I tried to get up this morning, but jet lag kept me asleep until my "emergency" alarm set for 10am went off. Fortunately I woke to a lovely day: the forecast had said rain, but it was sunny-interspersed-with-showers. If you've ever wondered why people in the UK and Ireland talk about the weather so much -- it's because there's always something to talk about! After dragging myself out of my comfy and stylish bed at the Radisson Blu, I made the 10-minute walk into the center of town. There I picked up a double-decker tourist bus, as previously recommended by my cab driver.
The tour took us all over town, most interestingly through the Shankill Road, Falls, and Sandy Row sections. These are the neighborhoods that outsiders think of when they think of Belfast: violent, sectarian, and separated by gated "Peace Walls" erected to prevent cross-border car bombings. Fortunately this is all in the past, as "most sensible" Belfasters just want to live in peace. At this point in time, with so much political and economic progress made, it's considered to be just a radical fringe that keeps any problems going. Heck, the 2002-2003 Lord Mayor of Belfast was a member of the Sinn Féin party -- now that's saying something for political progress. The bus driver gave us a brief history of the conflicts, and as usual they are much more longer-lived and complex than someone who grew up outside of Northern Ireland would immediately imagine. Hundreds of years ago, Catholics and non-Conformists (i.e., non Church of England) were economically and politically persecuted. For instance, they couldn't own land, and they weren't allowed to hold public office. The story is long and involved and as it evolved it wasn't simply a matter of Catholics and Protestants killing each other over religious beliefs. I'm not going to go into it here, though, until I've read a good book on the subject. I will say that it's painful to look at a neat and tidy working-class neighborhood, made up of buildings that have been standing for about 100 years, and thinking that within my lifetime it was a war zone. People were living and working and shopping there then, as they are today. There but for the grace of god go I. If sectarian violence could happen in a place like this, among otherwise normal people, then where else could it happen? The USA, as a country, must continually find ways to take care of each other and get along.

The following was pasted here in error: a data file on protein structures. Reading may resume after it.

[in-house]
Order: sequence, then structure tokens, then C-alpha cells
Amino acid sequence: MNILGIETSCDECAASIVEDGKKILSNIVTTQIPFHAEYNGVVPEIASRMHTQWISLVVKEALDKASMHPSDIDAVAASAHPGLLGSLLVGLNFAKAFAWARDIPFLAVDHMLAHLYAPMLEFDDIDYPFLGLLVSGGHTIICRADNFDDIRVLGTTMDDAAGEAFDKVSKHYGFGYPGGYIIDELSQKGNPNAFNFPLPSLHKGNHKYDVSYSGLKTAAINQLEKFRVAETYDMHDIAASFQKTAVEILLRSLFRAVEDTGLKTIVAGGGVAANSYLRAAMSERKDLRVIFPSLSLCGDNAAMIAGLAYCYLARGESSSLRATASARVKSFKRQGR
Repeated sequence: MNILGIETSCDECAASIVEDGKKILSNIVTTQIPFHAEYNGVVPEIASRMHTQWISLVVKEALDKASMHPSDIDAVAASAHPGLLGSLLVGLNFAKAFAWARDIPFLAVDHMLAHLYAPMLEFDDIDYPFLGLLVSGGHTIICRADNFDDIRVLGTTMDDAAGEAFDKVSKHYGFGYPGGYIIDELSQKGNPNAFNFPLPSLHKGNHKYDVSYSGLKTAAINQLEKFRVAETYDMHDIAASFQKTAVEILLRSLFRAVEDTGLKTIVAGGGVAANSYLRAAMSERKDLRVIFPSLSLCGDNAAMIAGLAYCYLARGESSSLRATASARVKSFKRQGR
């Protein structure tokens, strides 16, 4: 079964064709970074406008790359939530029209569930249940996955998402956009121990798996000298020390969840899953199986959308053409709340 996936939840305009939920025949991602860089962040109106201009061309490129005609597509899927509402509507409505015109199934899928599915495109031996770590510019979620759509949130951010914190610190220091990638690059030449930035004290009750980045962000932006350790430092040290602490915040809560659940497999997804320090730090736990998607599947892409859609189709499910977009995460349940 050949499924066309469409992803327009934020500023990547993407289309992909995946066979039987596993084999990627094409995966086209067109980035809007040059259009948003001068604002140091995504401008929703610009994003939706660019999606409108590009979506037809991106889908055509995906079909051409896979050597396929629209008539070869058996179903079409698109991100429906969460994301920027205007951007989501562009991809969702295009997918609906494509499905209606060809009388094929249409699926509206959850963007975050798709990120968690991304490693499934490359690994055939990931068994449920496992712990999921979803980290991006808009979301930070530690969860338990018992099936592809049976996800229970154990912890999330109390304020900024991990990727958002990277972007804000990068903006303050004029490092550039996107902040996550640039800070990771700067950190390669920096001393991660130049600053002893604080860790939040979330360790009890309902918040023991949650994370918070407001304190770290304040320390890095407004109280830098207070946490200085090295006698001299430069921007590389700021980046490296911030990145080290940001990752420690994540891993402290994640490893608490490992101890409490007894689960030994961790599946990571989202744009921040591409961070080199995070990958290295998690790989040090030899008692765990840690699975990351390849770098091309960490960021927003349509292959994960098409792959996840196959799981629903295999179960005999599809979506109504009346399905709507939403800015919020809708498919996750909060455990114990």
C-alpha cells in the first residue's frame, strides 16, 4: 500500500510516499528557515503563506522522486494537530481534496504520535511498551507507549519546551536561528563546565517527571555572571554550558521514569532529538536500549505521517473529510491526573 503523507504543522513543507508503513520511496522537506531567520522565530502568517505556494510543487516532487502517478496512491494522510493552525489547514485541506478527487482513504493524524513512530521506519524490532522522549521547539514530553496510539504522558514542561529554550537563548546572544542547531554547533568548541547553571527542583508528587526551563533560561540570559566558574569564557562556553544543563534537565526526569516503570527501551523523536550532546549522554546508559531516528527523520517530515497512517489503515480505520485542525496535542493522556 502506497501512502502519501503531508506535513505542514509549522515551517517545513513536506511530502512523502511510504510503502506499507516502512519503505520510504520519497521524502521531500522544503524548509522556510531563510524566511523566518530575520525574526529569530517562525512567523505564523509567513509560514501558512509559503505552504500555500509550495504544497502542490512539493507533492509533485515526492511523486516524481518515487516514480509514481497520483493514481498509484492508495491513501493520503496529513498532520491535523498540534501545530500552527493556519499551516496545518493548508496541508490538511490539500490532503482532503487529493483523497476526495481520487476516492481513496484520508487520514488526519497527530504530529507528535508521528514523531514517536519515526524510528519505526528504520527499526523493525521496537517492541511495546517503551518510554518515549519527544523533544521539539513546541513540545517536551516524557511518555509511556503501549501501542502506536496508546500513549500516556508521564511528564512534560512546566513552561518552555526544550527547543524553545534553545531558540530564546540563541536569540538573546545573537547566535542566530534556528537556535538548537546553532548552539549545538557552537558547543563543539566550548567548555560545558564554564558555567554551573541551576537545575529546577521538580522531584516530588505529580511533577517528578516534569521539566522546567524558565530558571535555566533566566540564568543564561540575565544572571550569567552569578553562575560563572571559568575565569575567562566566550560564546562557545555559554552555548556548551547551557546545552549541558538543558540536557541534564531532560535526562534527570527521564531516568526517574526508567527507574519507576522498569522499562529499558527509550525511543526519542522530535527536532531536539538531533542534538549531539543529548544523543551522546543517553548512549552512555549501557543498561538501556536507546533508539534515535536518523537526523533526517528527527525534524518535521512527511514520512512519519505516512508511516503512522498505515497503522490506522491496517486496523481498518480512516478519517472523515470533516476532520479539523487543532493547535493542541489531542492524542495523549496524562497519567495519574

Belfast's City Hall has a lovely rotunda and lots of interesting glass, and we even got to sit in the City Council chambers. A big conference was going on in the Great Hall, a bunch of technology/manufacturing companies were in town discussing doing business in the Belfast area.
I got caught in an intermittent rain shower and returned, soaked, to the Radisson. There I sat in their comfy bar listening to excellent tunes (it's as if they had Groove Salad on) and drank some delicious Magner's Irish Cider.